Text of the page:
Worker Injured In Deadly Hard Rock Hotel Collapse Now Faces Deportation

The Honduran is part of a lawsuit with other construction workers who are seeking damages for their injuries sustained from the tragic accident in New Orleans.

A Honduran man who was injured while working in the unfinished Hard Rock Hotel in New Orleans as it collapsed last week is in the custody of U.S. Immigration and Customs Enforcement awaiting deportation.

Attorneys representing Delmer Ramirez, along with several other workers injured in the deadly collapse, say that their client was detained shortly after he spoke about the accident on a Spanish-language news network.

Ramirez’s attorney Daryl Grey said he was concerned that his client was significantly injured. As of Friday afternoon, Grey said, his client had not yet received the appropriate medical treatment while in custody.

“I’m more concerned about his treatment within ICE custody,” Grey told HuffPost on Friday.

At a news conference earlier Friday, Grey said Ramirez was “injured and in need of surgery.”

A portion of the Hard Rock Hotel, which was still under construction in the heart of the French Quarter, collapsed Oct. 12, killing at least three people and injuring 20 others. Through the Wright, Pichon & Grey law firm, Ramirez and four others filed a lawsuit seeking damages for the injuries they sustained when the construction site caved in on the workers.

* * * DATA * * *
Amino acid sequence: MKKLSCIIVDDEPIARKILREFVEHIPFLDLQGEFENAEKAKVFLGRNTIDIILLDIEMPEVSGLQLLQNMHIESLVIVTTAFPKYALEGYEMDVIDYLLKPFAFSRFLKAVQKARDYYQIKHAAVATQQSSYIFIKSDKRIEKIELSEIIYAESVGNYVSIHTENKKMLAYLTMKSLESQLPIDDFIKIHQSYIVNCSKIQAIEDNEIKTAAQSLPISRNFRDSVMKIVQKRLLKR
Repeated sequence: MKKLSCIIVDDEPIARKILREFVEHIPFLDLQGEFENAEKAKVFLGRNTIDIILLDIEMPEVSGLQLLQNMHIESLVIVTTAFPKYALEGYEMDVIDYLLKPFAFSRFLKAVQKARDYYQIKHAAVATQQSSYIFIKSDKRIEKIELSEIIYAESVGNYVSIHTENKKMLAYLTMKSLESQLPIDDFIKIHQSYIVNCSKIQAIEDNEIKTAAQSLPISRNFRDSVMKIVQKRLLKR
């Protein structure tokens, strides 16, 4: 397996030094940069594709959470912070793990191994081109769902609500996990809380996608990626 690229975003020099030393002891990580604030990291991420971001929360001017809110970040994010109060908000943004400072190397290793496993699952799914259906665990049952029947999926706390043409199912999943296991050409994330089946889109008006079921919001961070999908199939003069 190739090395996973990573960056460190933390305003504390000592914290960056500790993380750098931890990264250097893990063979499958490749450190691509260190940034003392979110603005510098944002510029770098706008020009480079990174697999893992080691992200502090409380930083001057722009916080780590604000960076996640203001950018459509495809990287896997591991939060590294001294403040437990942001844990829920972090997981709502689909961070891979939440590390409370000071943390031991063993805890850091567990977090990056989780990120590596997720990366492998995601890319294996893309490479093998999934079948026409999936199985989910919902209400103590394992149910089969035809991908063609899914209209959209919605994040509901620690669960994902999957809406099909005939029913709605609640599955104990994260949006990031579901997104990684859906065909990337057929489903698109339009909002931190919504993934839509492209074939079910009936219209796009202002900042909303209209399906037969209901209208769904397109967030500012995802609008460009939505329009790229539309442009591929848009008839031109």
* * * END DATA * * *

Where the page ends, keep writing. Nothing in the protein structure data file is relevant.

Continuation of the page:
ICE spokesperson Bryan Cox confirmed to HuffPost that Ramirez was currently in custody and awaiting deportation to Honduras. However, he denied that ICE was the agency that arrested him.

U.S. Fish and Wildlife agents first found Ramirez fishing without the proper license at the Bayou Sauvage National Wildlife Refuge, 14 miles east of New Orleans, on Monday, according to ICE. From there, he was arrested by U.S. Border Patrol due to an outstanding deportation order from a federal immigration judge dating to February 2016.

A Border Patrol spokesperson told the New Orleans Advocate that USFW agents called Border Patrol agents to the scene when Ramirez could only produce “foreign citizen documentation.”

HuffPost has reached out to USFW for comment.

Ramirez had been to the hospital before he was arrested but Grey said he needed follow-up care.

Cox couldn’t disclose details of detainees’ medical treatments, though he said that anyone detained by ICE custody receives an initial medical evaluation within 12 hours of being brought into custody and a comprehensive medical exam within 14 days.

He said that any claims that ICE was targeting undocumented workers who were hurt at the construction site were “frankly offensive and outrageously false.”

Ramirez’s custody and pending deportation have left other undocumented injured workers too afraid to seek medical or legal help, according to Grey.

“I’ve spoken to several individuals, and they’re fearful. I’ve spoken to family members, and they’re fearful. They’re in fear that if they come forward, they’re going to be deported, arrested, detained,” he said. “They don’t have the ability to get the help and the medical attention that they need.”

Ramirez has been in the U.S. since 2000 and worked in construction for the last 10 years, according to Grey.

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